I’ve never met Mrs. De Groot, I only know her name from the doorbell. Even so, I have a feeling I know her better than anyone else in the world. I’ve heard her radio and her vacuum and the dinnerware, so loud it’s as though someone were washing up in my kitchen. I’ve heard her get up at night and shuffle around, heard her run a bath, flush the toilet, open a window. Sometimes water dripped onto my balcony when she watered her flowers, but when I leaned out and looked up, I couldn’t see anyone there. I don’t think she’s ever left her apartment. I liked the sounds. They gave me the sense of living with a sort of ghost, a benign presence watching over me. Then, a couple of weeks ago, everything went quiet. I heard nothing since. And now the creaking again.
My first thought was: it’s a break-in. While I’m undressing and going to the bathroom, I wonder whether I should call the police or the super. I’m in my nightgown when I decide to go up there myself. I’m surprisingly fearless. But then I’m not really afraid of anything ever. You’ve got to learn that, as a single woman. I pull on my robe and slip into some shoes. It’s eleven o’clock.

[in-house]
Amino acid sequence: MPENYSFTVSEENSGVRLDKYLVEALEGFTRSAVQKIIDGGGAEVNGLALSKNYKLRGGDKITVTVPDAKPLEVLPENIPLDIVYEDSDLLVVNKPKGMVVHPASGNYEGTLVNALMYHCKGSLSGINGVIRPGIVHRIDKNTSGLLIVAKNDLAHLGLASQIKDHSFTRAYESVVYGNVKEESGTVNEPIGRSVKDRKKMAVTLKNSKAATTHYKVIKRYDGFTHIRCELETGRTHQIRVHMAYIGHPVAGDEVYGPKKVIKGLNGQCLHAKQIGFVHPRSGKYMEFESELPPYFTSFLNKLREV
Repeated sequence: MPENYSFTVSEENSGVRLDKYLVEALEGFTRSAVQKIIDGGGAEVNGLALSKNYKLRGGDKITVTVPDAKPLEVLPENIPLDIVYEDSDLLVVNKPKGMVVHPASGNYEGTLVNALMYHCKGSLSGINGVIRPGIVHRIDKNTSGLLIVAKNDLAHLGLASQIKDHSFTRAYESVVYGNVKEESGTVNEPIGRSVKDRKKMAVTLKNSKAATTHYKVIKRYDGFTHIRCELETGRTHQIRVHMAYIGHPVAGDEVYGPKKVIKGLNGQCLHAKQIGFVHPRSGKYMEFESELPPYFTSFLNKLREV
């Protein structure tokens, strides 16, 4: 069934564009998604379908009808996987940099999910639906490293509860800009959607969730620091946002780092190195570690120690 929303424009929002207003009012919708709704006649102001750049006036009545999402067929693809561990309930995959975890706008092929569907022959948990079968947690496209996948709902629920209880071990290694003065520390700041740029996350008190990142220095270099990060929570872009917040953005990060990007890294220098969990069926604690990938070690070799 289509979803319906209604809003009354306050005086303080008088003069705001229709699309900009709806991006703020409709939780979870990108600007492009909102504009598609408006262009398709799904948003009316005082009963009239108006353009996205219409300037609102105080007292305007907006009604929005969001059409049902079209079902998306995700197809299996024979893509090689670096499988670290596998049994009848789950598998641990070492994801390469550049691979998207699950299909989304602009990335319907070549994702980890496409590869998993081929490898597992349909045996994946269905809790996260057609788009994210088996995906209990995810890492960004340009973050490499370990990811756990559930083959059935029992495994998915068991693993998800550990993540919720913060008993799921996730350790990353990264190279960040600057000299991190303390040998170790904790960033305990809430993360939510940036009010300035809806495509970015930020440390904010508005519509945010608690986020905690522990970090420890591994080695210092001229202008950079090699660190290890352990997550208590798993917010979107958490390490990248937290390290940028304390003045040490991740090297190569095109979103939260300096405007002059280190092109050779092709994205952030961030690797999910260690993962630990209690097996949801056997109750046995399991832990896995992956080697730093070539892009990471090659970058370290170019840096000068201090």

I have to ring twice, and then I can see the light come on through the peephole, and a young man, much younger than me, opens the door and says in a very friendly voice: Good evening. I’m thinking it was a mistake to go upstairs, and why do I always have to get involved in other people’s affairs, instead of looking after my own. But then you keep reading about people dying, and their bodies left to rot in their apartments for weeks without anyone noticing. The boy is wearing black jeans and a black T-shirt, with “Iron Maiden” on it, which I think is the name of a rock band. He isn’t wearing any shoes, and his socks are holey.